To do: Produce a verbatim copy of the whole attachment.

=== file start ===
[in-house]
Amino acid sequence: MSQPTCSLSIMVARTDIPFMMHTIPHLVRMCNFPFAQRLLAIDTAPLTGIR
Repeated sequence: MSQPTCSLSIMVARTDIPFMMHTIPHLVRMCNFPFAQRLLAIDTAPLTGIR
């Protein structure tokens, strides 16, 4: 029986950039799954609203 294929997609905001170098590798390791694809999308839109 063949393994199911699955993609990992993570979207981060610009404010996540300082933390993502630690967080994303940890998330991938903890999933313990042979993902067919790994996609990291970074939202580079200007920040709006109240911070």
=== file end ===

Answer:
[in-house]
Amino acid sequence: MSQPTCSLSIMVARTDIPFMMHTIPHLVRMCNFPFAQRLLAIDTAPLTGIR
Repeated sequence: MSQPTCSLSIMVARTDIPFMMHTIPHLVRMCNFPFAQRLLAIDTAPLTGIR
């Protein structure tokens, strides 16, 4: 029986950039799954609203 294929997609905001170098590798390791694809999308839109 063949393994199911699955993609990992993570979207981060610009404010996540300082933390993502630690967080994303940890998330991938903890999933313990042979993902067919790994996609990291970074939202580079200007920040709006109240911070």